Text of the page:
[SEQ RERUN] The Bad Guy Bias

post by MinibearRex · 2012-12-21T03:44:12.843Z · score: 4 (5 votes) · LW · GW · Legacy · 16 comments

Today's post, The Bad Guy Bias was originally published on December 9, 2008. A summary:


Humans have a tendency to perceive tragedies caused by agents as worse than tragedies caused by other sources. This can cause us to, among other things, worry more about future catastrophes as a result of malevolent agents than as a result of unplanned events.

Discuss the post here (rather than in the comments to the original post).

This post is part of the Rerunning the Sequences series, where we'll be going through Eliezer Yudkowsky's old posts in order so that people who are interested can (re-)read and discuss them. The previous post was True Sources of Disagreement, and you can use the sequence_reruns tag or rss feed to follow the rest of the series.

Sequence reruns are a community-driven effort. You can participate by re-reading the sequence post, discussing it here, posting the next day's sequence reruns post, or summarizing forthcoming articles on the wiki. Go here for more details, or to have meta discussions about the Rerunning the Sequences series.


Comments sorted by top scores.

comment by Eugine_Nier · 2012-12-21T05:15:39.220Z · score: 8 (8 votes) · LW(p) · GW(p)

This is actually a reasonable strategy. A pre-comitment to revenge is useful, but there's no point getting revenge on nature.

comment by almkglor · 2012-12-21T08:15:04.364Z · score: 3 (3 votes) · LW(p) · GW(p)

I suppose that works for pre-scientific, pre-rational thinking: back when you couldn't do a thing about nature, but you could do a thing about that schmuck looking at you funny.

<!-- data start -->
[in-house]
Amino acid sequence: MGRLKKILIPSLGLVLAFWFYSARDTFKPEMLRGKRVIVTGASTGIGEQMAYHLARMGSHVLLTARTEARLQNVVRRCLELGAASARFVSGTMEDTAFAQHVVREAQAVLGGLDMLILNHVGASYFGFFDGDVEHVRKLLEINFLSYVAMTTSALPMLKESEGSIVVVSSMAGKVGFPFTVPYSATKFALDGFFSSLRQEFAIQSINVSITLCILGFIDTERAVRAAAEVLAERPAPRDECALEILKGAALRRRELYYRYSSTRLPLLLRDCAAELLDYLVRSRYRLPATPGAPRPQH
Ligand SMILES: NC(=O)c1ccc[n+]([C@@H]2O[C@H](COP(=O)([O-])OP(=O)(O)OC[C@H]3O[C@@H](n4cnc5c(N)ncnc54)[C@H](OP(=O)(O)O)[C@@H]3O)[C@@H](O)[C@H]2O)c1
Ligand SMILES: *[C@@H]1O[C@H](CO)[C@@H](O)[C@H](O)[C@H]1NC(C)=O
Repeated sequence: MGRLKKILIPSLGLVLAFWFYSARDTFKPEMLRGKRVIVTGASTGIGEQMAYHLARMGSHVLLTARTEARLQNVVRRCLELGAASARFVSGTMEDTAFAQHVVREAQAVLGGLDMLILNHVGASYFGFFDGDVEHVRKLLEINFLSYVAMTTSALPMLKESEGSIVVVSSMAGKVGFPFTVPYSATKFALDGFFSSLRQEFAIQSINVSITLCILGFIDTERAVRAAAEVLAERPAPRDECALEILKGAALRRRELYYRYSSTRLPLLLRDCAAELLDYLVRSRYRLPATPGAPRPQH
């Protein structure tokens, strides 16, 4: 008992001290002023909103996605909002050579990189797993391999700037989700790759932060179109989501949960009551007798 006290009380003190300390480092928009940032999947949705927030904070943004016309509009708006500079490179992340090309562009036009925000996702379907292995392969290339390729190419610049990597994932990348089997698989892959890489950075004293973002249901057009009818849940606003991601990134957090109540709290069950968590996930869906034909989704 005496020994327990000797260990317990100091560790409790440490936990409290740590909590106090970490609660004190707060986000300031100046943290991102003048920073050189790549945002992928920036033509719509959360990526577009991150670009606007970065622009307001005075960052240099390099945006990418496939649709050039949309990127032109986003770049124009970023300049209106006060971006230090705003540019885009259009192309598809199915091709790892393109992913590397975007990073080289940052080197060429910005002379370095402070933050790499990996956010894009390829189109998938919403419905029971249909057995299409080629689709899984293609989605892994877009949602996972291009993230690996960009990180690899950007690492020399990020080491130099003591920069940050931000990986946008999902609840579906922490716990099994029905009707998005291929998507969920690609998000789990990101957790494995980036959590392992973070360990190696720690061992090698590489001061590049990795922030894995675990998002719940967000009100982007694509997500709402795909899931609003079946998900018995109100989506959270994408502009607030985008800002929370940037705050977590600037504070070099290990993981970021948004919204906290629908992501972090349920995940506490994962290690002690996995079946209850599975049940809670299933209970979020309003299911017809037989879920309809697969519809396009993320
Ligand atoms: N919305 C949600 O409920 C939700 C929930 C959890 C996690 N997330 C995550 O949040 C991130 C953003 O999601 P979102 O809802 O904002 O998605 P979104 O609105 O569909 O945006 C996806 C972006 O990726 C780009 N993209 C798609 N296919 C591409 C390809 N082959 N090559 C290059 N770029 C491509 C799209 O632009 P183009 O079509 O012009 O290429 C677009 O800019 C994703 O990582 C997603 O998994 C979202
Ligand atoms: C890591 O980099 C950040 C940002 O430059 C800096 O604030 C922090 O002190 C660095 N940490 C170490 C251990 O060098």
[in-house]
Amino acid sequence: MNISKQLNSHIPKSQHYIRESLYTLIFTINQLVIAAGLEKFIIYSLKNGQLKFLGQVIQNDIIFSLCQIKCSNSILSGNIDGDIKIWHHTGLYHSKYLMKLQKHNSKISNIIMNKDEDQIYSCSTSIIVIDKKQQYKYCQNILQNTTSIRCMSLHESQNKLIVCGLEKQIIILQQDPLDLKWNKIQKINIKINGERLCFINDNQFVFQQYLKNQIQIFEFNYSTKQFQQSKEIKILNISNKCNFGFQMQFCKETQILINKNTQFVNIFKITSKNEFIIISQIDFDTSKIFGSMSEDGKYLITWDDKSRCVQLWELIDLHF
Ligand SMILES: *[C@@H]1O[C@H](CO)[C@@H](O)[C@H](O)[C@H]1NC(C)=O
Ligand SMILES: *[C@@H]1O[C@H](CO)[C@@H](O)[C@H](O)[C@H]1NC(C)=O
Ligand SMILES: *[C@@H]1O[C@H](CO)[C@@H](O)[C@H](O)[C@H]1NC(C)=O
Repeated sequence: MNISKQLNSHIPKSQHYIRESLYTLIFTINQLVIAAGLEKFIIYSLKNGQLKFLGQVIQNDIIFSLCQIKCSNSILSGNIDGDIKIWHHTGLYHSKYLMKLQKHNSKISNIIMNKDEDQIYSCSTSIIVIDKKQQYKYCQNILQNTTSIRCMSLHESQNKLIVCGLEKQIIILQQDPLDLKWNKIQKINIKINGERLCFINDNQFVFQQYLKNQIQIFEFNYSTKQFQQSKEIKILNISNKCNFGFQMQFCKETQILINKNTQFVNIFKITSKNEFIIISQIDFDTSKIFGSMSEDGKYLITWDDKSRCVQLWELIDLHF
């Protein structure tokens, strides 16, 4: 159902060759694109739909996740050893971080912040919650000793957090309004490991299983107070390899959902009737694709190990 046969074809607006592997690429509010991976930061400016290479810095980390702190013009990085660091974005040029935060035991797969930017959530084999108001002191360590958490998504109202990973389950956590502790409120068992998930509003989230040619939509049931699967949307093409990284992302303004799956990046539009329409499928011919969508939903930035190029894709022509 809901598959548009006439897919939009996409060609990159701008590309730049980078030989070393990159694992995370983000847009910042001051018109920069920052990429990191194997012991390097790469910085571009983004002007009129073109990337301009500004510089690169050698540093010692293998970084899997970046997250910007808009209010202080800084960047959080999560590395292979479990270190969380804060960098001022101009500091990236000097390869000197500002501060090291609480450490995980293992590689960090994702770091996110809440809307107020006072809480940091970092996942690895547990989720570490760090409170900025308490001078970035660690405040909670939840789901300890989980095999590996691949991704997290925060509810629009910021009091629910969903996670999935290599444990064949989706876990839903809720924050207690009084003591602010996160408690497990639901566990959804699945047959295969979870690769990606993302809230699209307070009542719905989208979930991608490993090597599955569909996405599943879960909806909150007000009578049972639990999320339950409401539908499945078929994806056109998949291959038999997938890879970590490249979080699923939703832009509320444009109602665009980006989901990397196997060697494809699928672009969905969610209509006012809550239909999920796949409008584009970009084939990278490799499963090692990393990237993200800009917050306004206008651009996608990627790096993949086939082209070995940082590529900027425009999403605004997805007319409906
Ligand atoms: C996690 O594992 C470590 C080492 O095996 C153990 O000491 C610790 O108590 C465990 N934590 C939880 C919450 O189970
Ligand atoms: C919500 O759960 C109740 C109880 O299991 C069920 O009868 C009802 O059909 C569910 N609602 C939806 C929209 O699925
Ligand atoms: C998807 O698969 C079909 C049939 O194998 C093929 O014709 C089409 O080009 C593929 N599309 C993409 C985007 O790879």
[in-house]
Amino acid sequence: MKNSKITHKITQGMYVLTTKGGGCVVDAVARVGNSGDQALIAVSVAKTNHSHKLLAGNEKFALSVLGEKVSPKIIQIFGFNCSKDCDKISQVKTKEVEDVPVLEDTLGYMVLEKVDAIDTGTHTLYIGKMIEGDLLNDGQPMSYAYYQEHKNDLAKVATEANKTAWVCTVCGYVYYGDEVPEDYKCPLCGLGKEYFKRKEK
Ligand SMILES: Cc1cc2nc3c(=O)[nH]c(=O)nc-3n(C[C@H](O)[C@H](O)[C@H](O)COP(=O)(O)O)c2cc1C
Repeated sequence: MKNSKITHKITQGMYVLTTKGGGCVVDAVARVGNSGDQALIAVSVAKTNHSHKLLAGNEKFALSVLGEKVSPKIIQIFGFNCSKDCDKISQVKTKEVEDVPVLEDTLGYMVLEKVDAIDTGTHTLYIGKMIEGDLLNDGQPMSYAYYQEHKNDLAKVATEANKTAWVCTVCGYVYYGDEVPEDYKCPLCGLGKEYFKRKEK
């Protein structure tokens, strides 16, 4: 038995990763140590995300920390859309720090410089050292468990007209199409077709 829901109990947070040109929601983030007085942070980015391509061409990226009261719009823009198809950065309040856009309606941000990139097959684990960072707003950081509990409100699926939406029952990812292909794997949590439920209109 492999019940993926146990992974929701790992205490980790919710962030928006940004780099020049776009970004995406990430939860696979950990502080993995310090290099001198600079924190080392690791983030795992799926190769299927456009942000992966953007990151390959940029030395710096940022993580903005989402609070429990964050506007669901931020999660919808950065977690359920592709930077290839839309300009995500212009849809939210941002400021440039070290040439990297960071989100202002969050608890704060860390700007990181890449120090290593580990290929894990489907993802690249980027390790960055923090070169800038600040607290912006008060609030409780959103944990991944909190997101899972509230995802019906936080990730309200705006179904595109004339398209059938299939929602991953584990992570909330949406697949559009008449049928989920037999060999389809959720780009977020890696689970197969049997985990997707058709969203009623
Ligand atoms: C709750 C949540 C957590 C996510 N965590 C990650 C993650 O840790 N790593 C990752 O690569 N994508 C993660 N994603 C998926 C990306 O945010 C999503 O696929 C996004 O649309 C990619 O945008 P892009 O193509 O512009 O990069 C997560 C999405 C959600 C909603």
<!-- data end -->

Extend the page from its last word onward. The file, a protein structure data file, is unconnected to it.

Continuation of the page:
However, now, as humanity's power grows, we can actually do something about nature: we can learn to predict earthquakes, build structures strong enough against calamity, vaccinate against pestilence, etc etc.

So the bias, I suppose, arises from evolution being too slow for human progress.

comment by Emile · 2012-12-21T20:45:10.477Z · score: 1 (1 votes) · LW(p) · GW(p)

I think you're missing Eugine's point.

Consider someone that may or may not rape your daughter - the probability that he does so is function of how likely it is you'll spend your day and nights hunting him down in order to slowly torture him to death, with no concern for law or personal safety.

Consider an earthquake that may or may not destroy your house. The probability that it does so is independent of what you precommit to doing afterwards.

Sure, in both cases we can prevent the tragedy through other ways, but that's not the main issue.

(Edit: Oops, thanks Eugine)

comment by Eugine_Nier · 2012-12-22T04:52:04.690Z · score: 1 (1 votes) · LW(p) · GW(p)


B.T.W., I think you left out a word like "rape" or "kill" from the first example.

comment by buybuydandavis · 2012-12-21T05:44:50.475Z · score: 1 (1 votes) · LW(p) · GW(p)

worry more about future catastrophes as a result of malevolent agents than as a result of unplanned events.

Which makes sense to me, since the universe isn't out to get you, but malevolent agents are.

comment by Desrtopa · 2012-12-22T04:18:59.564Z · score: 0 (0 votes) · LW(p) · GW(p)

If the uncaring universe represents a greater level of preventable threat than malevolent agents, does it really matter?

comment by Alsadius · 2012-12-22T08:25:38.637Z · score: 0 (0 votes) · LW(p) · GW(p)

Depends how easy the threat is to prevent. It's much easier to swear vendetta than it is to engineer flood barriers and quakeproof buildings.

comment by buybuydandavis · 2012-12-22T06:25:40.063Z · score: 0 (0 votes) · LW(p) · GW(p)

The uncaring universe may happen to be a greater threat, but the malevolent agent is trying to a be a threat, it's targeting you.

comment by Desrtopa · 2012-12-22T15:58:18.907Z · score: 0 (0 votes) · LW(p) · GW(p)

Yes, but if the fact that it's trying to be a threat doesn't make it as great a one, why should it take priority? The fact that they're trying to be a threat is what makes them a threat at all; they probably wouldn't be one otherwise.